Laura spent last week in Maine as an instructor in Audubon's Joy of Birding Class on Hog Island.
Another year, another trip around the world of bird taxonomy courtesy of the American Ornithological Society’s classification committee. That group of bird scientists informs the field guides and lists we birders use every day and they are once again making those decisions presently. As we have before, we lean again on Dr. Nick Block, professor ...…
During the day, an American Robin, a member of the thrush family, sings a lovely, familiar song of rich phrases. But as the sun begins to set, robin song takes on a different character.By (Tune In to
The Common Potoo is a nocturnal bird of Central and South America, known for its camouflage plumage and upright perching. Nancy Rumbel, who composed the theme music for BirdNote, improvises here with the call of the Common Potoo.By (Tune In to
All birds need to sleep — or at least snooze — sometime during each 24-hour period. And most sleep at night. A bird (such as this Wood Duckling) may turn its head around and warm its beak under its shoulder-feathers. Songbirds find a protected perch, sheltered from rain and nighttime predators.By (Tune In to
Red-headed Woodpeckers excavate cavities in large, dead trees called snags. Yet, over much of the Red-head's range, snags are frequently cut down as unsightly, or because they make good firewood. There are ways we can help the Red-headed Woodpecker -- and many other woodpeckers, too.By (Tune In to
Koni Sundquist, who died May 31, was Laura's treasured friend, ally, and mentor.
On today’s show: More amazing warbler sightings in Québec; meeting the “Unicorn Puffin"; Mike is kept awake by wailing loons; and some bits of good news about the Ocean Plastic Crisis.
Waterfowl like this Muscovy duckling spend up to 30 days in the egg, so they’re able to walk, swim, and feed themselves as soon as they hatch. We call these chicks precocial.By (Tune In to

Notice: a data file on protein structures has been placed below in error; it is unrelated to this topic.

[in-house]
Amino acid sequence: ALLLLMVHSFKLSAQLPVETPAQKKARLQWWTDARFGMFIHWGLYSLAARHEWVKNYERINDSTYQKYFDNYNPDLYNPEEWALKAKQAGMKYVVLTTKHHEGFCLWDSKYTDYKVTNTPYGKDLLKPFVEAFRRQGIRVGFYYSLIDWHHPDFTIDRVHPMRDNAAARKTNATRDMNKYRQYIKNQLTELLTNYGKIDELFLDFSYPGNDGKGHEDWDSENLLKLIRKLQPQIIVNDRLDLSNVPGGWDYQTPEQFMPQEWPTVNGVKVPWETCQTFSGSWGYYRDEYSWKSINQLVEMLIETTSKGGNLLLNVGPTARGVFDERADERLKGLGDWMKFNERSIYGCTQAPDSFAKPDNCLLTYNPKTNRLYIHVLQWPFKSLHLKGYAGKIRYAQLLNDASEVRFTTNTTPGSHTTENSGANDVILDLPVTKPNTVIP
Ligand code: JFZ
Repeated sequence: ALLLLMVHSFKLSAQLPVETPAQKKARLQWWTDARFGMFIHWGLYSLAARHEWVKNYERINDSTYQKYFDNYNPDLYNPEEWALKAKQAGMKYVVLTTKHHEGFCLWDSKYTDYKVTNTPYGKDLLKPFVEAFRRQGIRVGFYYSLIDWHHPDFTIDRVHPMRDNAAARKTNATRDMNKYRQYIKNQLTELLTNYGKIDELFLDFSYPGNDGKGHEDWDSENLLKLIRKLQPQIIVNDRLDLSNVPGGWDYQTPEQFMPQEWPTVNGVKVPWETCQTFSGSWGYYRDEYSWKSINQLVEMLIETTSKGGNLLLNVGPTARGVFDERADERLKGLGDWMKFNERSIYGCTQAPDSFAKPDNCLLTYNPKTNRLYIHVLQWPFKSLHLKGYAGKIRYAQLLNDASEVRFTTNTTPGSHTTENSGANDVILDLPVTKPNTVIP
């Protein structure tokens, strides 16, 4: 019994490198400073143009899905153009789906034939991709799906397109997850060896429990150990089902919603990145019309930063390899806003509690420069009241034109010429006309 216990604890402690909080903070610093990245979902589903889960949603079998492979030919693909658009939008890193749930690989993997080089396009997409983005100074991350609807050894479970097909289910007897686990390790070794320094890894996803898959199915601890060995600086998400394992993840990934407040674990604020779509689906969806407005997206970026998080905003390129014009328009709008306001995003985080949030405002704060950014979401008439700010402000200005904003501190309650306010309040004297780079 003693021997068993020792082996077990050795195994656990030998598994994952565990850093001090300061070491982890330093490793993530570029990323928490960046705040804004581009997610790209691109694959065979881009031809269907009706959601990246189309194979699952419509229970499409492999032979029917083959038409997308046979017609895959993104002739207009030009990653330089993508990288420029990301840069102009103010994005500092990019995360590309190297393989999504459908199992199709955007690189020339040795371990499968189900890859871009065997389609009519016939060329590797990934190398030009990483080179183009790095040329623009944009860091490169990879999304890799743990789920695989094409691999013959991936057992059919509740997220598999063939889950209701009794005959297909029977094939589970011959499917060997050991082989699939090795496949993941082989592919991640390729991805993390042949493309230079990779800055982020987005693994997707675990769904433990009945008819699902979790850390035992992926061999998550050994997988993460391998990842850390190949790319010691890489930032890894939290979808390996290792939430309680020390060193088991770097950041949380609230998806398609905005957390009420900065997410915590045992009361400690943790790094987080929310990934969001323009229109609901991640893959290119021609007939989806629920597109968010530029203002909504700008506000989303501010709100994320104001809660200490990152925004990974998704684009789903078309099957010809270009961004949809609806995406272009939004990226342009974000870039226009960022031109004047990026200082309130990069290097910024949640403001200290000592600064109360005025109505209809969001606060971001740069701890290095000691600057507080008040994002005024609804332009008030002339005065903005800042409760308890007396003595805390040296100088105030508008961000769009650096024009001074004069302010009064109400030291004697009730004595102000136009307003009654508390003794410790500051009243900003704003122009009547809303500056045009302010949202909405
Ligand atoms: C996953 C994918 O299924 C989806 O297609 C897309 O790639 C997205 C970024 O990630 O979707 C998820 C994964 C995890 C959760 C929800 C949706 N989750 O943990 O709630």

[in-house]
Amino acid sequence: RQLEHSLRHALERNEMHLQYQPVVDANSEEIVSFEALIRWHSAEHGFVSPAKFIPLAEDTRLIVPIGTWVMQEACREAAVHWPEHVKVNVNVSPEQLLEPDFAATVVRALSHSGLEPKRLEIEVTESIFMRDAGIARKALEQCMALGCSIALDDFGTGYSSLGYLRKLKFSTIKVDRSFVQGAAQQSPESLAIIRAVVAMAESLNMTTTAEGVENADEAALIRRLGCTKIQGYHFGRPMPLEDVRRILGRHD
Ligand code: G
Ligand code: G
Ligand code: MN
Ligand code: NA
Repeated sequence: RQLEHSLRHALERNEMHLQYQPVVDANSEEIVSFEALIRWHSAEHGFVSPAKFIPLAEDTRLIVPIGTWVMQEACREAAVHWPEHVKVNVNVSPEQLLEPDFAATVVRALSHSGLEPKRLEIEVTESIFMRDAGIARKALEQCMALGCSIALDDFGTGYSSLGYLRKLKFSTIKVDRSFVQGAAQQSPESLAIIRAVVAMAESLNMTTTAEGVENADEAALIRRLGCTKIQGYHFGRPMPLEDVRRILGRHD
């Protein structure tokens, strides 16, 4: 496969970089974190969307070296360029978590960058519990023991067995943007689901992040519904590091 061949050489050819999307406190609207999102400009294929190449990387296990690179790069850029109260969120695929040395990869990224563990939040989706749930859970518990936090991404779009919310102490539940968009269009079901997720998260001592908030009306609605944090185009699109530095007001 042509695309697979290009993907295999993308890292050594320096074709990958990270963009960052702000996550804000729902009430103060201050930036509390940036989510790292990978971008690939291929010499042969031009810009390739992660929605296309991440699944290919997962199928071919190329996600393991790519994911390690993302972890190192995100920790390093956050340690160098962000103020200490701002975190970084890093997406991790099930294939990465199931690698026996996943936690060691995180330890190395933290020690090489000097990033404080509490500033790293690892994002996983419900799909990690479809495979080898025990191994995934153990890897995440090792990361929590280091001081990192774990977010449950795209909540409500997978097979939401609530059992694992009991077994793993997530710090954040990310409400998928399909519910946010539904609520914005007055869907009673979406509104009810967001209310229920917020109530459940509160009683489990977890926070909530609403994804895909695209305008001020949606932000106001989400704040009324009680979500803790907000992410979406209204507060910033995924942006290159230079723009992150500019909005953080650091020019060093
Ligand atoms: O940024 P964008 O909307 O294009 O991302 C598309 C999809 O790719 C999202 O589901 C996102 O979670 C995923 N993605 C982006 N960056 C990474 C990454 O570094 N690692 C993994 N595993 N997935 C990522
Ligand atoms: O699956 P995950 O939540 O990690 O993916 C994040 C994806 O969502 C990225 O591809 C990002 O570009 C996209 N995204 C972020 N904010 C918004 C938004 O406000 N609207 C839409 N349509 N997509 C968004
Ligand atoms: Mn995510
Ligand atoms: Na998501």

Great Horned Owls have a lot to say! When a pair of Great Horned Owls calls in a duet, the female usually hoots first, and the male replies at a lower pitch.By (Tune In to
The birth rate in the United States is falling, but contrary to media reports, this is good news.
What inspires you? What are your passions or hobbies?
Robyn Schroeder sent Laura a letter about her favorite bird.
Laura's wonderful old box elder next to her office window gave her a special treat last week.
On our latest show: The biggest warbler count of all time? A warbler that eats wax. And quiet feeders in the “June Swoon.”
As extremely important as protecting populations is, there's value in protecting individuals, too, and the goals are not incompatible.
If you’re a naturalist or a nature lover on social media chances are you have come across Bird & Moon, an exceptionally fun series of webcomics filled with colorful and endearing and accurate nature themes. Bird & Moon is the creation of New England-based artist and writer Rosemary Mosco. Her new book, Birding is my Favorite Video Game, is a co ...…
The annual Swift Survey has been running since 2009, gathering information on where swifts are nesting across the UK. Swift numbers are 53 per cent down over the last 30 years and data from the survey, coupled with some ground breaking research in Northern Ireland, is providing clues to why this might be happening. On this episode of Nature’s V ...…
Millet, seeds, bugs, or roadkill? All delicious in their own way! *Apologies for the title/notes mix up!
Google's employees have built cat feeding stations in Shoreline Park, an important wildlife area adjacent to the Googleplex. Burrowing Owls are paying the price.
Every May, the Black Swamp Bird Observatory in northwestern Ohio puts together an amazing birding festival right when warblers are everywhere. Laura attended this year.
Our latest show originates from the L.L.Bean/Maine Audubon Birding Festival in Freeport, Maine with guests from Maine Audubon and Wildlife Acoustics (makers of the Song Sleuth bird ID app). Plus, Mike O’Connor rhapsodizes about the beauty of…mud.